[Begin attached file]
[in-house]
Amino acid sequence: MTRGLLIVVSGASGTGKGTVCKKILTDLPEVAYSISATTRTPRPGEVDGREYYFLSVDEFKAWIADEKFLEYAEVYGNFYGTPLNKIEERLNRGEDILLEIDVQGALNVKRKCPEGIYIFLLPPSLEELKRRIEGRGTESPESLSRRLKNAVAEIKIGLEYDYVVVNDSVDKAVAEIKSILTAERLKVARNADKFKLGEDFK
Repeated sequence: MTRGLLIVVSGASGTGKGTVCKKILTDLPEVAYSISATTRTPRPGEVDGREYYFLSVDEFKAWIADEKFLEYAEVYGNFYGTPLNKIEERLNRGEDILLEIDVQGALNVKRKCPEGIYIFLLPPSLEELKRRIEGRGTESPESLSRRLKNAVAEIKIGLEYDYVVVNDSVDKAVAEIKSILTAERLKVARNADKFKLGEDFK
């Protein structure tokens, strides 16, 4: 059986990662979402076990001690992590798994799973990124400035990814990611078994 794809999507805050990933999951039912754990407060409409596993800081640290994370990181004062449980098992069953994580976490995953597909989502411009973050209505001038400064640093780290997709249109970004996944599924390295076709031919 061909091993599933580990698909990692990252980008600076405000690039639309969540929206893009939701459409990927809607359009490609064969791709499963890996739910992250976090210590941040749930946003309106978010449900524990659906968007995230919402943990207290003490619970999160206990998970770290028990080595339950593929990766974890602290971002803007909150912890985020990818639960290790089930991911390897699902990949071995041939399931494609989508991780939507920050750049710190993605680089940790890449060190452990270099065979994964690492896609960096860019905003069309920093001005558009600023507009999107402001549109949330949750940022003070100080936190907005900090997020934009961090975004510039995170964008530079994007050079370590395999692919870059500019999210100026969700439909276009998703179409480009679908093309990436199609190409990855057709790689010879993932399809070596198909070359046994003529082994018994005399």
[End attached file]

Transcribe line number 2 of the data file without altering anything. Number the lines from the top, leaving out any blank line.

Amino acid sequence: MTRGLLIVVSGASGTGKGTVCKKILTDLPEVAYSISATTRTPRPGEVDGREYYFLSVDEFKAWIADEKFLEYAEVYGNFYGTPLNKIEERLNRGEDILLEIDVQGALNVKRKCPEGIYIFLLPPSLEELKRRIEGRGTESPESLSRRLKNAVAEIKIGLEYDYVVVNDSVDKAVAEIKSILTAERLKVARNADKFKLGEDFK